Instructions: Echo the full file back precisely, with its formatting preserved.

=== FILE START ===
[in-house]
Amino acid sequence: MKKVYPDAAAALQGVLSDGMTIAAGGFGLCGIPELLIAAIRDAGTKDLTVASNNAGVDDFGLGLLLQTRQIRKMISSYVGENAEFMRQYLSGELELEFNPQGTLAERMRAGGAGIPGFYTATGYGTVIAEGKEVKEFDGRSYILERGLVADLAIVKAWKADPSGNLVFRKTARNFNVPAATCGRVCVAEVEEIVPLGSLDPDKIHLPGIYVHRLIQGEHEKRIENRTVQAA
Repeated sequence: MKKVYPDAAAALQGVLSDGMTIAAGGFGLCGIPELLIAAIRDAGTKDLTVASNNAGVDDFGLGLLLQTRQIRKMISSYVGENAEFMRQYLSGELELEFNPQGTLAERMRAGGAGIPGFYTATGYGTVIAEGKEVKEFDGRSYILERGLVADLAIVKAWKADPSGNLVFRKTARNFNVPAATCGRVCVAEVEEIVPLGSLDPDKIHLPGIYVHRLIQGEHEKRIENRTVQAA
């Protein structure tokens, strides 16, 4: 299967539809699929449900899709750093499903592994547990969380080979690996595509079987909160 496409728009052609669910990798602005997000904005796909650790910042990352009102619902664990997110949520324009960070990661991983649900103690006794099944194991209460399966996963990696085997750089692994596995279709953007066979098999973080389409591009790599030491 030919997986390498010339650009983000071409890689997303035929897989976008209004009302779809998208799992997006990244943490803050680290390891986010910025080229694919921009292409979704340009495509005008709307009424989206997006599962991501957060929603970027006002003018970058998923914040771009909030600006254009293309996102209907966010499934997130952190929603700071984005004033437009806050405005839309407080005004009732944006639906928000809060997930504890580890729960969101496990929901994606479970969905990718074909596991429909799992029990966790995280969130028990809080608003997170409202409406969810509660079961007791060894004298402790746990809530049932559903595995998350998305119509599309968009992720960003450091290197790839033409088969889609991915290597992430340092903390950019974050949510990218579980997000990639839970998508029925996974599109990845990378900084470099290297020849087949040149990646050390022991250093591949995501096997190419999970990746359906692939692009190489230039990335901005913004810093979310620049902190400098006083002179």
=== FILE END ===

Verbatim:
[in-house]
Amino acid sequence: MKKVYPDAAAALQGVLSDGMTIAAGGFGLCGIPELLIAAIRDAGTKDLTVASNNAGVDDFGLGLLLQTRQIRKMISSYVGENAEFMRQYLSGELELEFNPQGTLAERMRAGGAGIPGFYTATGYGTVIAEGKEVKEFDGRSYILERGLVADLAIVKAWKADPSGNLVFRKTARNFNVPAATCGRVCVAEVEEIVPLGSLDPDKIHLPGIYVHRLIQGEHEKRIENRTVQAA
Repeated sequence: MKKVYPDAAAALQGVLSDGMTIAAGGFGLCGIPELLIAAIRDAGTKDLTVASNNAGVDDFGLGLLLQTRQIRKMISSYVGENAEFMRQYLSGELELEFNPQGTLAERMRAGGAGIPGFYTATGYGTVIAEGKEVKEFDGRSYILERGLVADLAIVKAWKADPSGNLVFRKTARNFNVPAATCGRVCVAEVEEIVPLGSLDPDKIHLPGIYVHRLIQGEHEKRIENRTVQAA
């Protein structure tokens, strides 16, 4: 299967539809699929449900899709750093499903592994547990969380080979690996595509079987909160 496409728009052609669910990798602005997000904005796909650790910042990352009102619902664990997110949520324009960070990661991983649900103690006794099944194991209460399966996963990696085997750089692994596995279709953007066979098999973080389409591009790599030491 030919997986390498010339650009983000071409890689997303035929897989976008209004009302779809998208799992997006990244943490803050680290390891986010910025080229694919921009292409979704340009495509005008709307009424989206997006599962991501957060929603970027006002003018970058998923914040771009909030600006254009293309996102209907966010499934997130952190929603700071984005004033437009806050405005839309407080005004009732944006639906928000809060997930504890580890729960969101496990929901994606479970969905990718074909596991429909799992029990966790995280969130028990809080608003997170409202409406969810509660079961007791060894004298402790746990809530049932559903595995998350998305119509599309968009992720960003450091290197790839033409088969889609991915290597992430340092903390950019974050949510990218579980997000990639839970998508029925996974599109990845990378900084470099290297020849087949040149990646050390022991250093591949995501096997190419999970990746359906692939692009190489230039990335901005913004810093979310620049902190400098006083002179």